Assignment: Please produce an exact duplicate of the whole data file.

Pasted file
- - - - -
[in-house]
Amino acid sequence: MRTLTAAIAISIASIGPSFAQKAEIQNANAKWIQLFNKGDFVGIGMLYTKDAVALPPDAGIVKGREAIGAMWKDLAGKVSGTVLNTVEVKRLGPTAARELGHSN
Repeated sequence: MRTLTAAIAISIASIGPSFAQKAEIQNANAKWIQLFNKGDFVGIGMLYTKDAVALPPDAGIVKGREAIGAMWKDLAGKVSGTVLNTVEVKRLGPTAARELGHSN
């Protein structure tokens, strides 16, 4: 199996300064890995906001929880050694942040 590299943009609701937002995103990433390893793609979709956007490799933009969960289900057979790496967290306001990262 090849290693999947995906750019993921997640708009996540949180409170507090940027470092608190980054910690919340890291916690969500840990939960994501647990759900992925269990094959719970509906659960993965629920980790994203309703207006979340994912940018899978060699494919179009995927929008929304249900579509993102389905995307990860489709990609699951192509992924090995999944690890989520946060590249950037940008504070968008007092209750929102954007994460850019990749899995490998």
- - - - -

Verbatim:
[in-house]
Amino acid sequence: MRTLTAAIAISIASIGPSFAQKAEIQNANAKWIQLFNKGDFVGIGMLYTKDAVALPPDAGIVKGREAIGAMWKDLAGKVSGTVLNTVEVKRLGPTAARELGHSN
Repeated sequence: MRTLTAAIAISIASIGPSFAQKAEIQNANAKWIQLFNKGDFVGIGMLYTKDAVALPPDAGIVKGREAIGAMWKDLAGKVSGTVLNTVEVKRLGPTAARELGHSN
């Protein structure tokens, strides 16, 4: 199996300064890995906001929880050694942040 590299943009609701937002995103990433390893793609979709956007490799933009969960289900057979790496967290306001990262 090849290693999947995906750019993921997640708009996540949180409170507090940027470092608190980054910690919340890291916690969500840990939960994501647990759900992925269990094959719970509906659960993965629920980790994203309703207006979340994912940018899978060699494919179009995927929008929304249900579509993102389905995307990860489709990609699951192509992924090995999944690890989520946060590249950037940008504070968008007092209750929102954007994460850019990749899995490998």